Grand Prospect Hall In Photos: Where Dreams Come True!

Grand Prospect Hall In Photos: Where Dreams Come True!
Grand Prospect Hall (Photo: Pamela Wong/BKLYNER)
Oak Room Lounge
Oak Room Lounge
Oak Room
One of three original paintings in the Oak Room that were sold and ultimately bought back by Mr. Halkias.
Characters on the wood walls of the Oak Room had been painted over by the hall’s previous owners. They were discovered when the paint was stripped during renovations, Grand Prospect Hall. (Photo by Pamela Wong)
Oak Room
Oak Room
Toilets and Telephones
The original 40-foot-long mahogany bar in the Speakeasy Lounge
The Speakeasy Lounge
Chopin Ballroom
Chopin Ballroom
Queen Room
Grand Prospect Hall’s Birdcage Elevator
The Grand View Room on the fourth floor of Grand Prospect Hall
The Grand View Room on the fourth floor of Grand Prospect Hall
The Grand View Room
The Grand View Room
The Rainbow Room
The Rainbow Room
The Birdcage Elevator on the third floor
The Grand Ballroom from the balcony
View from the Grand Ballroom balcony
The Skylight Room
The Atrium
The Nightclub Bar
The Nightclub Bar
The Grand Staircase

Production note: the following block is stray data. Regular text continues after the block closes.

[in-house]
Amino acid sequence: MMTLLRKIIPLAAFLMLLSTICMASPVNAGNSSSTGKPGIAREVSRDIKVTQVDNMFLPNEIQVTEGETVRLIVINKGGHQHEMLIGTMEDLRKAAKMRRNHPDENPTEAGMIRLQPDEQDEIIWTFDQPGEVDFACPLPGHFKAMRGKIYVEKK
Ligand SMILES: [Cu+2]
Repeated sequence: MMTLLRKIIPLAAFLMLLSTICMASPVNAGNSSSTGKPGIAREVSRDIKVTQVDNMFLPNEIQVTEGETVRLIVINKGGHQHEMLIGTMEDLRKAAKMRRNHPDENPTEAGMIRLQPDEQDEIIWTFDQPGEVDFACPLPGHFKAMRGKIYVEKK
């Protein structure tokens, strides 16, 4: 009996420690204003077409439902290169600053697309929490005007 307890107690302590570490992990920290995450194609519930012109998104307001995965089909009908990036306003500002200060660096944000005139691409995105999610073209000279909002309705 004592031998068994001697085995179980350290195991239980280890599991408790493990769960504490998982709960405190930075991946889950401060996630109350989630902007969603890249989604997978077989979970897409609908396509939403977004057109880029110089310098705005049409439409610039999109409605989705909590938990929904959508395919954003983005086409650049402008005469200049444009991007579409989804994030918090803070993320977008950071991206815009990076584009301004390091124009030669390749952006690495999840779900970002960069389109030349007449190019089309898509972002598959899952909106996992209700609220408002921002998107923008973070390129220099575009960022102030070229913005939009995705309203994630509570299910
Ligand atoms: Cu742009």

The Grand Ballroom
View of the Grand Ballroom from the stage
The Grand Staircase
One of the two ticket booths located on the landing of the Grand Staircase
A rear view of the Grand Staircase
Hallway leading to the Chopin Ballroom
The Beer Garden
A pathway in the Beer Garden
A water fountain in the Beer Garden
A Polish American WWII Memorial erected in the Beer Garden by the hall’s former owners
Michael and Alice Halkias

If Marie Antoinette were alive and well in Brooklyn, she would absolutely love The Grand Prospect Hall—the wildly extravagant special events venue filled with ballrooms, chandeliers, gold leaf, mahogany, marble, stained glass, and a grand staircase worthy of a queen.

Even if you’ve never been to an event at Grand Prospect Hall, you’ve probably seen the venue’s television commercials where the owners promise they’ll “make your dreams come true.”